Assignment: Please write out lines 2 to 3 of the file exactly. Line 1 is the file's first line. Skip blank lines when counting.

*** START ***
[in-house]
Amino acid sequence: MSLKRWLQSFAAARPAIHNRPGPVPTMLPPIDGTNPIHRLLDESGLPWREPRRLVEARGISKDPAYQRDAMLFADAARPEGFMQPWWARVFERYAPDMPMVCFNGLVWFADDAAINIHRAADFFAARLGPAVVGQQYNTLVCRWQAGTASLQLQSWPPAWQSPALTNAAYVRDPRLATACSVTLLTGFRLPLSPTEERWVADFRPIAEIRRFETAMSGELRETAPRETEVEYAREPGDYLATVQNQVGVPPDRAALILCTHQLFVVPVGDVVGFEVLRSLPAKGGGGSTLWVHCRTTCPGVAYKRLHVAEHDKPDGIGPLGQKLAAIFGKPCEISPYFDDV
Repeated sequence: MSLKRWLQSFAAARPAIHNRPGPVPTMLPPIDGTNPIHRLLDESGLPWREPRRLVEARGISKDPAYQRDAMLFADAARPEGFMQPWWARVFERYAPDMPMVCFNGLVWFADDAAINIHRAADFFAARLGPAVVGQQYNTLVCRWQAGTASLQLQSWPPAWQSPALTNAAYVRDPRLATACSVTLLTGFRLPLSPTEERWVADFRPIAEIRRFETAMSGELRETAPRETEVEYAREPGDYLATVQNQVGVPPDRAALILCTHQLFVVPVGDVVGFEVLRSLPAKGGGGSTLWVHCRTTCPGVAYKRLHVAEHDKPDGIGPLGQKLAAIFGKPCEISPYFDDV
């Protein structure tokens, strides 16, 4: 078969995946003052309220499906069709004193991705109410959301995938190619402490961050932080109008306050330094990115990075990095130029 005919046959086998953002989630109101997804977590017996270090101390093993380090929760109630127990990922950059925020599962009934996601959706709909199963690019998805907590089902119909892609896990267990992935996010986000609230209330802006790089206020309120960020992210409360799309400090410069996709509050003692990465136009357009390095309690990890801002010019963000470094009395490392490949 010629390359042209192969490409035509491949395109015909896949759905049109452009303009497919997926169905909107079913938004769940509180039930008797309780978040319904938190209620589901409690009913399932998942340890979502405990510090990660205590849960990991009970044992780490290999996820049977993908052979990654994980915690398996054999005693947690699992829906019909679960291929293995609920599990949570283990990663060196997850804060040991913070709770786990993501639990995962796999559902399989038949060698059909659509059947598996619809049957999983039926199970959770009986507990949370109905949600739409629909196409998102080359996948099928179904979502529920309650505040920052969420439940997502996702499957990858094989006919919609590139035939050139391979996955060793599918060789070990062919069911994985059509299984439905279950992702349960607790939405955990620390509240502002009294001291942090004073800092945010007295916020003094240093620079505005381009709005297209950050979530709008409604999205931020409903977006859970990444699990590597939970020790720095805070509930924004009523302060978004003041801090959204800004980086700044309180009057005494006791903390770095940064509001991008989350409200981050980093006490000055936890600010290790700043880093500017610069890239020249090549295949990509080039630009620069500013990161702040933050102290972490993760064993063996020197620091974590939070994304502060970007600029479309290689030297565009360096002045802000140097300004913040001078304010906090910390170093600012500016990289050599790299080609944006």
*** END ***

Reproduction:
Amino acid sequence: MSLKRWLQSFAAARPAIHNRPGPVPTMLPPIDGTNPIHRLLDESGLPWREPRRLVEARGISKDPAYQRDAMLFADAARPEGFMQPWWARVFERYAPDMPMVCFNGLVWFADDAAINIHRAADFFAARLGPAVVGQQYNTLVCRWQAGTASLQLQSWPPAWQSPALTNAAYVRDPRLATACSVTLLTGFRLPLSPTEERWVADFRPIAEIRRFETAMSGELRETAPRETEVEYAREPGDYLATVQNQVGVPPDRAALILCTHQLFVVPVGDVVGFEVLRSLPAKGGGGSTLWVHCRTTCPGVAYKRLHVAEHDKPDGIGPLGQKLAAIFGKPCEISPYFDDV
Repeated sequence: MSLKRWLQSFAAARPAIHNRPGPVPTMLPPIDGTNPIHRLLDESGLPWREPRRLVEARGISKDPAYQRDAMLFADAARPEGFMQPWWARVFERYAPDMPMVCFNGLVWFADDAAINIHRAADFFAARLGPAVVGQQYNTLVCRWQAGTASLQLQSWPPAWQSPALTNAAYVRDPRLATACSVTLLTGFRLPLSPTEERWVADFRPIAEIRRFETAMSGELRETAPRETEVEYAREPGDYLATVQNQVGVPPDRAALILCTHQLFVVPVGDVVGFEVLRSLPAKGGGGSTLWVHCRTTCPGVAYKRLHVAEHDKPDGIGPLGQKLAAIFGKPCEISPYFDDV